Updated: Aug 20, 2022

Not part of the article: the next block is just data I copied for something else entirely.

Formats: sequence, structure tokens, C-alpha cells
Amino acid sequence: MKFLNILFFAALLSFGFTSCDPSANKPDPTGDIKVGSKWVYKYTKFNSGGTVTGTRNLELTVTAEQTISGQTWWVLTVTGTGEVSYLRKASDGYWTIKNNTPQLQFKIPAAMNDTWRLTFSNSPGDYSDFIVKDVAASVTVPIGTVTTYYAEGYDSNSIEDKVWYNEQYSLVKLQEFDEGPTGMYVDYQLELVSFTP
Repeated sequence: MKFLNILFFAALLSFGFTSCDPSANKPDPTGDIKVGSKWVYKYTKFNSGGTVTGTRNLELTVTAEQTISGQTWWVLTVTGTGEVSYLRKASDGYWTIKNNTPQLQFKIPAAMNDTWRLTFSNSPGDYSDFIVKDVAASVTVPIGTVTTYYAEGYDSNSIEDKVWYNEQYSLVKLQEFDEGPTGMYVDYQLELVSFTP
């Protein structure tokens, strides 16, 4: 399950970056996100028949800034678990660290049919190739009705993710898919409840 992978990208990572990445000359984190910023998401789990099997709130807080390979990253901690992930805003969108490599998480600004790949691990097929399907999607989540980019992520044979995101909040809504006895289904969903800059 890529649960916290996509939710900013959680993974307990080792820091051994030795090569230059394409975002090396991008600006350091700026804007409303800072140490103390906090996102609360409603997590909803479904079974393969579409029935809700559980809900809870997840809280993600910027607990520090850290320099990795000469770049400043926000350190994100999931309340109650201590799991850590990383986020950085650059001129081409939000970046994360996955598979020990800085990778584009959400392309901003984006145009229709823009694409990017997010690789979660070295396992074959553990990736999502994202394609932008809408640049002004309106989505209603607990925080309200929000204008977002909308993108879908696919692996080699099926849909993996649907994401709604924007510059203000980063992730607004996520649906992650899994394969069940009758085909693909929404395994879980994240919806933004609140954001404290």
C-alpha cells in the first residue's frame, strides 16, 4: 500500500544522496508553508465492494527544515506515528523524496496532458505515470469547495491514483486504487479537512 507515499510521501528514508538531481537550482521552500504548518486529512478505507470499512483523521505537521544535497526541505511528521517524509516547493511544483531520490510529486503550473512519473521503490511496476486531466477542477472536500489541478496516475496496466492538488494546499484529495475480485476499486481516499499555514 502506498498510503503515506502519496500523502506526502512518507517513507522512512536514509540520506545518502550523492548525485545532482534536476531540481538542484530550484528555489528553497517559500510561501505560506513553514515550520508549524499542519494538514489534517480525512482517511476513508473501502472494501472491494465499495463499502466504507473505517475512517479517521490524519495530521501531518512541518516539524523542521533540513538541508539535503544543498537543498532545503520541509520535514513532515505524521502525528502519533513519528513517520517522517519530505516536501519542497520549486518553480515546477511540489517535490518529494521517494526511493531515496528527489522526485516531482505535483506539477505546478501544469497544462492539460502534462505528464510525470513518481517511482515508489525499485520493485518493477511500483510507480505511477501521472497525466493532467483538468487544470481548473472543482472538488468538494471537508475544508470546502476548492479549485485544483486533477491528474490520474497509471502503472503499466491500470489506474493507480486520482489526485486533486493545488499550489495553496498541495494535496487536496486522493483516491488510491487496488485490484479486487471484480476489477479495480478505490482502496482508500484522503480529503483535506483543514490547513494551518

As kid, I loved comic books. I remember my uncle Raymond gave me his priceless collection of over 100 comic books. I mean, he had some limited editions that would probably yield over $60,000 today. Unfortunately I lost them. Well, truthfully, I think my grandmother may have trashed them because she really didn't know their value. That's another blog article for another day. The real story here is the impression these comic books left on me. Like many young girls (and boys or non-binary peeps), I grew up reading comics about Wonder Woman and Superwoman. I remember watching Linda Carter portray Wonder Woman on her weekly series. These female superheroes were powerful. Strong. Capable. They rivaled any person and didn't need to be saved. I idolized what they represented-girl power. Plus, Wonder Woman had an ethnically ambiguous look, so I felt like she was very identifiable to me as a woman of color. As an adult my perception changed. I grew to see Wonder Woman (and Superwoman) with adult eyes, under a cis-male gaze, and discovered she was created with the undertone of SBDM--enough to make "Christian Grey" blush. I began to question my childhood worship of her as the ideal representation of feminine empowerment. Also, I saw the damage these images of fictional female figures did--and still do--to the psyche of women. I realized I didn't like my old perception.